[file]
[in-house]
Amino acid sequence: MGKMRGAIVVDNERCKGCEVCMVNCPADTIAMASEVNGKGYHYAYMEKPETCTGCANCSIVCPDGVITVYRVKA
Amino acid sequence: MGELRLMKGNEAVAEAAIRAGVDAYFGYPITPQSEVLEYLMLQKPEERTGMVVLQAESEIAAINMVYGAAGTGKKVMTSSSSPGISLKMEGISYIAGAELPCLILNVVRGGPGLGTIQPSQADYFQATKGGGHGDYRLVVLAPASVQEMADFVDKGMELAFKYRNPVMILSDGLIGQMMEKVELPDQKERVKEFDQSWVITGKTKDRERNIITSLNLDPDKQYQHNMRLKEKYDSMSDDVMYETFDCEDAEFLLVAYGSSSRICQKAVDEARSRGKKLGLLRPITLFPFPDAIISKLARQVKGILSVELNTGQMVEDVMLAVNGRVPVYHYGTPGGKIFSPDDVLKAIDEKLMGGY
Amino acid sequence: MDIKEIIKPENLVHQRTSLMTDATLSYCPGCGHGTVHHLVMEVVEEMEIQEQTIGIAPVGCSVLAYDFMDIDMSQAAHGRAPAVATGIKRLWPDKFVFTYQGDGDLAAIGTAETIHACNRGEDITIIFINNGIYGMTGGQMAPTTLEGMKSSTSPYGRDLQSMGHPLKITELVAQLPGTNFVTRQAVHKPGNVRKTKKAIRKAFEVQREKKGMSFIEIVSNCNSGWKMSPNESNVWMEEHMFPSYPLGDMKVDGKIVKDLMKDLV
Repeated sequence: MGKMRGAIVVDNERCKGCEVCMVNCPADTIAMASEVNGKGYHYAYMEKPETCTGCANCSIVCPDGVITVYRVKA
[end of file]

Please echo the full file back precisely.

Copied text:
[in-house]
Amino acid sequence: MGKMRGAIVVDNERCKGCEVCMVNCPADTIAMASEVNGKGYHYAYMEKPETCTGCANCSIVCPDGVITVYRVKA
Amino acid sequence: MGELRLMKGNEAVAEAAIRAGVDAYFGYPITPQSEVLEYLMLQKPEERTGMVVLQAESEIAAINMVYGAAGTGKKVMTSSSSPGISLKMEGISYIAGAELPCLILNVVRGGPGLGTIQPSQADYFQATKGGGHGDYRLVVLAPASVQEMADFVDKGMELAFKYRNPVMILSDGLIGQMMEKVELPDQKERVKEFDQSWVITGKTKDRERNIITSLNLDPDKQYQHNMRLKEKYDSMSDDVMYETFDCEDAEFLLVAYGSSSRICQKAVDEARSRGKKLGLLRPITLFPFPDAIISKLARQVKGILSVELNTGQMVEDVMLAVNGRVPVYHYGTPGGKIFSPDDVLKAIDEKLMGGY
Amino acid sequence: MDIKEIIKPENLVHQRTSLMTDATLSYCPGCGHGTVHHLVMEVVEEMEIQEQTIGIAPVGCSVLAYDFMDIDMSQAAHGRAPAVATGIKRLWPDKFVFTYQGDGDLAAIGTAETIHACNRGEDITIIFINNGIYGMTGGQMAPTTLEGMKSSTSPYGRDLQSMGHPLKITELVAQLPGTNFVTRQAVHKPGNVRKTKKAIRKAFEVQREKKGMSFIEIVSNCNSGWKMSPNESNVWMEEHMFPSYPLGDMKVDGKIVKDLMKDLV
Repeated sequence: MGKMRGAIVVDNERCKGCEVCMVNCPADTIAMASEVNGKGYHYAYMEKPETCTGCANCSIVCPDGVITVYRVKA